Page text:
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Pitch Wars Interview with Laura Robson and her mentor Chelsea Bobulski
Sep29

Pitch Wars Interview with Laura Robson and her mentor Chelsea Bobulski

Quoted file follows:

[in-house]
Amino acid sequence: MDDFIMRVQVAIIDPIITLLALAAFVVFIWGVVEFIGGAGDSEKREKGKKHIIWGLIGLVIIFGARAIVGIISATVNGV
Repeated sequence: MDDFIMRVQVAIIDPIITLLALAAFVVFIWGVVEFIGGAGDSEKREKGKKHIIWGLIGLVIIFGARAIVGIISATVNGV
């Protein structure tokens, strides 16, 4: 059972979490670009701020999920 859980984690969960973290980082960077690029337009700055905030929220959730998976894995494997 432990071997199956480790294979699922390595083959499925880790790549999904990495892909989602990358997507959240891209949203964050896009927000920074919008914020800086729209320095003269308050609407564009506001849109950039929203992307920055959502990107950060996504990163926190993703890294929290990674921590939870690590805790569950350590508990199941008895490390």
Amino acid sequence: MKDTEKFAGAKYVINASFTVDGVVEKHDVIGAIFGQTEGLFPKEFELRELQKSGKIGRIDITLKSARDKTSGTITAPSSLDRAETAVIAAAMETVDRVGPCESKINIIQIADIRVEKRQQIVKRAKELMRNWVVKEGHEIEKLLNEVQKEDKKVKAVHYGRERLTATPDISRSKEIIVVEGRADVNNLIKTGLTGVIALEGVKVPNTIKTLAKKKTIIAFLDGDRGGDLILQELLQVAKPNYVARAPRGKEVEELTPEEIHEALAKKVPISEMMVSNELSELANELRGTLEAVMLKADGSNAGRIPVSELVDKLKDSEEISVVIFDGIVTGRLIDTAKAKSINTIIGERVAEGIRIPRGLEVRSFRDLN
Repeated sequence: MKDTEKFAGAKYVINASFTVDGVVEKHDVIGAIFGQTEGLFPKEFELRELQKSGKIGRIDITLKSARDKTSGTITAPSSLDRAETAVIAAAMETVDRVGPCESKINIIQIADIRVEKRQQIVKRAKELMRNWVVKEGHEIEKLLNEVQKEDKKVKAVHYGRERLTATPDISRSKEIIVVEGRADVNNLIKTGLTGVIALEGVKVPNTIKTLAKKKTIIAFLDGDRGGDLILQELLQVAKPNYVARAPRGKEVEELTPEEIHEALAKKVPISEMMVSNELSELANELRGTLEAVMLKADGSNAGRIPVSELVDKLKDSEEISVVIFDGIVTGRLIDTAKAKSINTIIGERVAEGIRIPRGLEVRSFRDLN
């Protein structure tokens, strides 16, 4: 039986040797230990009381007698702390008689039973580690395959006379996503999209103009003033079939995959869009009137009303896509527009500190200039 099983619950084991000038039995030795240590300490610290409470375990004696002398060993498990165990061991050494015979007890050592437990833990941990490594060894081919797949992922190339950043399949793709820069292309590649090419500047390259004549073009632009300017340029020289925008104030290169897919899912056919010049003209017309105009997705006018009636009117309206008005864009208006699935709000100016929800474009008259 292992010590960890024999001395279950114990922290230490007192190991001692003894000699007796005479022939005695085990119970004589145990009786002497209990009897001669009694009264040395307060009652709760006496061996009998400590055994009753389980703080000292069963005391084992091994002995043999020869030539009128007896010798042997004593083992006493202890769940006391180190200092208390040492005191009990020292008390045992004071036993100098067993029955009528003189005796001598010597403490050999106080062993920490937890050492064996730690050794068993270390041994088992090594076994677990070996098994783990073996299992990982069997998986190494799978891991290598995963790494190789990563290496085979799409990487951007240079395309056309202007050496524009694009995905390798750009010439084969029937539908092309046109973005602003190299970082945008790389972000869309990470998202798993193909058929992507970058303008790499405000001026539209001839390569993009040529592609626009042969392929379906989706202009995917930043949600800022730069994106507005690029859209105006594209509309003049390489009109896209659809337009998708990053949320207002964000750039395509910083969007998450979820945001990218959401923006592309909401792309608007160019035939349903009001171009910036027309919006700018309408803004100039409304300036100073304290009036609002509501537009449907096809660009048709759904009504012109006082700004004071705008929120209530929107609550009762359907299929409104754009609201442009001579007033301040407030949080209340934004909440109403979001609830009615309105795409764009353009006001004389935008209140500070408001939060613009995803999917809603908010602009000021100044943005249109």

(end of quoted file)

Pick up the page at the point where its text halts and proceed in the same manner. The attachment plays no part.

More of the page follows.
Our mentors are editing, our mentees are revising, and we hope you’re making progress on your own manuscript! While we’re all working toward the Agent Showcase on November 3rd-9th, we hope you’ll take a moment during your writing breaks and get to know our 2016 Pitch Wars Teams. And now, we have . . . Laura Robson – Mentee Twitter | Website Chelsea Bobulski – Mentor Twitter | Website Laura: Why did you choose Chelsea? I decided I wanted to sub to Chelsea as soon as I read the part of her bio where she started talking about her strengths (pacing, characters–basically all the stuff I think it most important in a manuscript and wanted to make sure really shined in mine). Once I got to the part about all her favorite books, I was beyond sold. ALL my favorites–Harry Potter (of course!), The Diviners, anything by Maggie Stiefvater… I also knew we’d be a good fit since we both love contemporary fantasy, and that’s what my manuscript is! Plus, I read her blog posts on not giving up on the road to publishing and I was beyond inspired. I really wanted a mentor with that kind of attitude and determination! Chelsea: Why did you choose Laura? I chose Laura because her submission, SALTWATER BLOOD, had everything I was looking for: a really cool, unique concept supported by effortlessly lyrical writing. It also helped that her voice reminds me so much of my favorite YA authors: Maggie Stiefvater and Victoria Schwab. Laura: Summarize your book in three words. Ghosts. Siblings. Murder? Chelsea: Summarize Laura‘s book in three words. Haunting. Mythological. Atmospheric. Laura: Tell us about yourself. What makes you and your MS unique? I’m a junior at Stanford, which means I’ll be juggling Pitch Wars edits with obsessively watching college football. I mean, um, classes. My bookshelf is perpetually overflowing. I will read anything, but my two favorite genres are low fantasy and funny, light-hearted contemporary romance. Those are also (not so coincidentally) my favorite things to write. The idea for SALTWATER BLOOD came in part from my friendship with my brother. We’re super close (no backstabbing and betrayal involved as of yet), but we are completely different people who don’t always have the same moral guidelines. SALTWATER BLOOD, at its core, is the story of a brother and sister. I wanted to write a story about two fundamentally good people, both justifiable in their actions, who find themselves on opposite sides of a fantastical conflict. It seemed only fitting that these characters be siblings. Chelsea: Tell us about yourself. Something we might not already know. I am also a huge fan of college football, to the...